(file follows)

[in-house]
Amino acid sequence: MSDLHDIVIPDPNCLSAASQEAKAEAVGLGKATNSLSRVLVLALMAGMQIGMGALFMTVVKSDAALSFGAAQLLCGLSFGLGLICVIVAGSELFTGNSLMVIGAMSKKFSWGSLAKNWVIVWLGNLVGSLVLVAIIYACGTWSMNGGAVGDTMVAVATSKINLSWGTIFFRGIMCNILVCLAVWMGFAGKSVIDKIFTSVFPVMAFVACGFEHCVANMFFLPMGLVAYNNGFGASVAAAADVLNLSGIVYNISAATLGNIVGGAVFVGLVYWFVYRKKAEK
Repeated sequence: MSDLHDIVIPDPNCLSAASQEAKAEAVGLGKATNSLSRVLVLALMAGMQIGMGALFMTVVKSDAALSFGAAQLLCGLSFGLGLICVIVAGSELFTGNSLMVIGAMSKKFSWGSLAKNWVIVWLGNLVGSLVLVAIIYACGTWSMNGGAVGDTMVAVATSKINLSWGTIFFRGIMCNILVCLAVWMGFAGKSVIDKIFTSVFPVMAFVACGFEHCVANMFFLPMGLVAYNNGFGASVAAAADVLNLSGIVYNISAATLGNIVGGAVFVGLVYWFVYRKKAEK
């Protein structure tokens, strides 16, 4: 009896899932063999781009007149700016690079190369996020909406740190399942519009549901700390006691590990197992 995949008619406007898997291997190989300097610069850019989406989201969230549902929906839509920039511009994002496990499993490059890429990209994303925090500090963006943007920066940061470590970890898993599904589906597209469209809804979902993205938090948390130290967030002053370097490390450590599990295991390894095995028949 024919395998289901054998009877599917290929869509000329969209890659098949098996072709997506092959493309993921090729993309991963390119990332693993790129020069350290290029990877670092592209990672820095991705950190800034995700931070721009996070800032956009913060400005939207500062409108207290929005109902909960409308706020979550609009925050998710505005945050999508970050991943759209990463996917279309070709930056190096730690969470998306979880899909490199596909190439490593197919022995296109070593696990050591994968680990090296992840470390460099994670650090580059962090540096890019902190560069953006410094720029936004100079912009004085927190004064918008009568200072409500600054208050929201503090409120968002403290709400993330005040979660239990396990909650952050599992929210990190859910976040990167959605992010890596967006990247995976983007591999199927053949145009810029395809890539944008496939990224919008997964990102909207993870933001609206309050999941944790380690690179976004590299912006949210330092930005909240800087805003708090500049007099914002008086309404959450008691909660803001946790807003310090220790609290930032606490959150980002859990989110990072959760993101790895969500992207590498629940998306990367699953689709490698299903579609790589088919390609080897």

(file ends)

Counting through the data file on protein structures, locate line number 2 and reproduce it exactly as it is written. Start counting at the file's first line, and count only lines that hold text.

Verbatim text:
Amino acid sequence: MSDLHDIVIPDPNCLSAASQEAKAEAVGLGKATNSLSRVLVLALMAGMQIGMGALFMTVVKSDAALSFGAAQLLCGLSFGLGLICVIVAGSELFTGNSLMVIGAMSKKFSWGSLAKNWVIVWLGNLVGSLVLVAIIYACGTWSMNGGAVGDTMVAVATSKINLSWGTIFFRGIMCNILVCLAVWMGFAGKSVIDKIFTSVFPVMAFVACGFEHCVANMFFLPMGLVAYNNGFGASVAAAADVLNLSGIVYNISAATLGNIVGGAVFVGLVYWFVYRKKAEK